Nationally, in May 2021, House of Representatives (HR) 3614 Menstrual Equity for All Act of 2021 was introduced to allow elementary, middle, and high schools to buy menstrual products with particular grants and create a grant program for menstrual products for schools of higher learning.11 HR 3614 also orders employers with at least 100 employees, federal and state jails and prisons, and federal facilities with public restrooms to carry free menstrual products.11 Medicaid would pay for menstrual products, and some grants to help the homeless could cover menstrual products.11 HR 3614 was referred to a subcommittee in November 2022 without further action.11

In contrast to the lack of further action at the federal level, California has continued since 2017 to build upon policies for free menstrual products for students and is interested in supporting its workforce with free menstrual products. Increasing the number of days people can work by reducing physical and mental health problems related to not having menstrual products is beneficial for the economy. Free menstrual products give an opportunity to students who would otherwise not afford it be able to attend school. For example, schools in New York City that started stocking free menstrual products observed a 2.4% improvement in student attendance.12 More days in school can lead to better learning and grades, paving the way for academic and career success for students in the future. The federal government addressing this issue at the national level to lessen the burden of period poverty would be a great next step.

Author Bio

Alice Jean, MD

Alice Jean, MD

Dr. Jean is a fourth-year Family and Preventive Medicine resident and a Master of Public Health candidate at Loma Linda University. She is passionate about serving the underserved in her local and global community. She became interested in health policy as she realized the importance of advocating for her patients through her clinical training and volunteer work to better provide whole-person care and wellness promotion.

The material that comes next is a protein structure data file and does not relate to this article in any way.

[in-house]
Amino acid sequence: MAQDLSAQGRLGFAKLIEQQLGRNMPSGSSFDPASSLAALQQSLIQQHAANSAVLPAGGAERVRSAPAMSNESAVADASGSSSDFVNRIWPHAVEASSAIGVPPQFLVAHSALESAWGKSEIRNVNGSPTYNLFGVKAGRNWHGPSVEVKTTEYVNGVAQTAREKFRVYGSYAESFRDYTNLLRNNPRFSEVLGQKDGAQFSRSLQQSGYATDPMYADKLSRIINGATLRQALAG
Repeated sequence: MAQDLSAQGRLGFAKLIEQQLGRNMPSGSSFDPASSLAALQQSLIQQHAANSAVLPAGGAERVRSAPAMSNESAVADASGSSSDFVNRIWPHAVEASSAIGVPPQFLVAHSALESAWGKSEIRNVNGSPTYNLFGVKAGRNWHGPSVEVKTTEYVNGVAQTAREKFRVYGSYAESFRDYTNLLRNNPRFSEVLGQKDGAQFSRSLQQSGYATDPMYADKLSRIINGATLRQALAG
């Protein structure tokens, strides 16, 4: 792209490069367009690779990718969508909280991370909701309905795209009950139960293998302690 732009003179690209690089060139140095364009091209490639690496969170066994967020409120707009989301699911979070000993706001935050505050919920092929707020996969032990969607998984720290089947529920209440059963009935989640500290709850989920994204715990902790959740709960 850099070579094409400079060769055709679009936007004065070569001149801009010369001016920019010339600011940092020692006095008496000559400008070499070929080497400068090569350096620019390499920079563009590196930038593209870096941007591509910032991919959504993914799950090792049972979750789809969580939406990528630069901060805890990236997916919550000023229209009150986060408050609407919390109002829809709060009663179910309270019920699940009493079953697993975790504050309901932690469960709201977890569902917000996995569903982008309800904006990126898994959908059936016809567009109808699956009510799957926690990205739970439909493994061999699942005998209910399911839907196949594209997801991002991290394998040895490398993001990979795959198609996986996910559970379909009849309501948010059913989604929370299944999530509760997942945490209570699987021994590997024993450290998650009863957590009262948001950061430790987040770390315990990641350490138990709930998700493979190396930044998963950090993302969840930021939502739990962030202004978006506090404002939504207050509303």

1. Michel, J., Mettler, A., Schönenberger, S., & Gunz, D. (2022). Period poverty: Why it should be everybody’s business. Journal of Global Health Reports, 6.
  2. March of Dimes. (2022, January). Population. PeriStats.
  3. USAFacts. (2022, October 18). What is the “tampon tax”?
  4. California Department of Tax and Fee Adminisitration. (2023). Sales and use tax law.
  5. Garcia, C. (2017, October 12). A.B.10 Feminine hygiene products: Public school restrooms. California Legislative Information.
  6. California Department of Public Health. (2022, May 20). 2022 Federal poverty guidelines.
  7. Garcia, C. (2021, October 8). A.B.367 – Menstrual products. California Legislative Information.
  8. Skinner, N. (2022, December 19). S.B.59 – Menstrual product accessibility act. California Legislative Information.
  9. Reyes, E. (2023, January 11). A.B.230 – Menstrual products: Girl Scouts period equity act. California Legislative Information.
  10. Luna, D. (2023, January 13). Majority Leader Reyes introduces Girl Scouts period equity act. City News Group, Inc.
  11. Meng, G. (2021, May 28). H.R.3614 – Menstrual equity for all act of 2021.
  12. Pennell, J. (2016, March 17). Free tampons? Some NYC public schools will provide feminine hygiene products. Today.